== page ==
Bag by bag, the cards came piling in, a line of postal workers carrying the mail sacks two at a time, depositing the thousands of letters onto the desk.
The penultimate scene from the film "Miracle on 34th Street" provided proof there was, indeed, a Santa Claus. Ahead of this year's Christmas shopping season, advocates for clothing workers hope a similar picture plays out in real life as proof the buying public is ready for a fair trade option for their closets.
The Human Thread, a Catholic advocacy group for garment workers, launched a national postcard campaign last month that asks Macy's and Kohl's to add a fair trade clothing item to their department store racks and shelves. The request is intentionally vague, preferring to allow the stores to decide what department -- men, women, children -- to target, and what article of clothing to add.
"When we visit a grocery store, we can purchase organic and fair trade items. When we visit the auto dealer, we can buy a hybrid. When we visit Macy's, we want the option to buy clothing that is fair trade and sustainable," the postcard reads to Terry Lundgren, chairman and CEO of Macy's, Inc. The same message appears on the card addressed to Kevin Mansell, Kohl's chairman, CEO and president.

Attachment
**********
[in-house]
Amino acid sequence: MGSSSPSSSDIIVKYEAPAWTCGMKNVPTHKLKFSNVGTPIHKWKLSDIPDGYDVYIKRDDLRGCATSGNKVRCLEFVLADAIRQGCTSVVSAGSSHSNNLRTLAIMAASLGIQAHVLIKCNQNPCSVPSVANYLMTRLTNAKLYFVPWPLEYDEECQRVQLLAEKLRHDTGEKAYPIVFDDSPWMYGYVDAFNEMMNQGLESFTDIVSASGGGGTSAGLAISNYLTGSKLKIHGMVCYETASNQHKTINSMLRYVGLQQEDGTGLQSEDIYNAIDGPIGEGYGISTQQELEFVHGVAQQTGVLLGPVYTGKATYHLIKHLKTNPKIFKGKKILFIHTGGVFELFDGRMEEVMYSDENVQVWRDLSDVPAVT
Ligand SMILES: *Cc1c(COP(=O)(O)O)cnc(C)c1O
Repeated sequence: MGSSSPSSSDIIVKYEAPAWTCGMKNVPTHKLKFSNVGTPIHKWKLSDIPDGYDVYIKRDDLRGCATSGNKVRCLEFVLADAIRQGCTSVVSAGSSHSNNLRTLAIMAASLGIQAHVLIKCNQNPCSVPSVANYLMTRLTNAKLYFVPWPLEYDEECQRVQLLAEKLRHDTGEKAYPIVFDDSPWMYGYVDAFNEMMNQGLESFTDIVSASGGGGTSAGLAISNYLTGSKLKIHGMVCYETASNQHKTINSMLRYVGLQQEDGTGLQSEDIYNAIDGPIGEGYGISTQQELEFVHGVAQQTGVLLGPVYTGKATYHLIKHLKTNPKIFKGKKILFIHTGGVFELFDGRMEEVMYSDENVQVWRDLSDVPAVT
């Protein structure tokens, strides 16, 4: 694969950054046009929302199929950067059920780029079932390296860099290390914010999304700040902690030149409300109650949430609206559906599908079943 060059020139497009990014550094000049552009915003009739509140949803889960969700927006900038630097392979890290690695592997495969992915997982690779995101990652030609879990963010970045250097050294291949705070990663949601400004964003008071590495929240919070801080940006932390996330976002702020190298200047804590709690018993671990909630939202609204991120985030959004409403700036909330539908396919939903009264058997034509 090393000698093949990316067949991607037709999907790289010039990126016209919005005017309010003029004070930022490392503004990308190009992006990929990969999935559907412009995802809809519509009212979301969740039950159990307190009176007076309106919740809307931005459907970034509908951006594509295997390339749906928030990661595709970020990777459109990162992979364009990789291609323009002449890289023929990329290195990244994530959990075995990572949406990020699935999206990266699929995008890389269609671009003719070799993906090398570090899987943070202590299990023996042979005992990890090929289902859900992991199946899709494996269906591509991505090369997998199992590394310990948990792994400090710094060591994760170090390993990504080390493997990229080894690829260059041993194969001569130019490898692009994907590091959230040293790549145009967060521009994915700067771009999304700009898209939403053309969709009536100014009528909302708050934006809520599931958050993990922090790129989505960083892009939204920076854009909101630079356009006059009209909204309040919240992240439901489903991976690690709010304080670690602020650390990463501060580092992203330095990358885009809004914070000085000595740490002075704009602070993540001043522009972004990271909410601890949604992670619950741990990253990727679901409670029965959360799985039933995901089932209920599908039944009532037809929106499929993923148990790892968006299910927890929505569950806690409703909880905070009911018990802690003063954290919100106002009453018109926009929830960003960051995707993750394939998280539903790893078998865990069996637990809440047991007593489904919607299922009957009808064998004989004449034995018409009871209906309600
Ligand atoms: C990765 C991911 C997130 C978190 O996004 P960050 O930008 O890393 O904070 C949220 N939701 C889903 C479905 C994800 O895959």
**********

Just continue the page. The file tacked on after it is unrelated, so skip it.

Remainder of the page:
Rather than rebuke the companies -- two among many in the $250 billion U.S. fashion market that offers few fair trade options and none on a mass scale -- the cards instead reassure each retailer that adding fair trade clothing builds on existing commitments to corporate responsibility and sustainable practices.
"We want better choices in our clothing," the cards read, promising if one of the stores leads, "we will buy."
Postcard from The Human Thread
Trend of global indifference
As of early October, The Human Thread has distributed more than 15,000 postcards to be mailed to each store. Its goal is for cards to arrive at each company from all 50 states, Washington D.C., Puerto Rico and Guam. Those interested in joining the campaign can have postcards shipped to them or can download them at the Human Thread website, which has seen a surge in traffic since the campaign went live Sept. 10. It runs through Nov. 25, aka "Black Friday," historically America's busiest shopping day.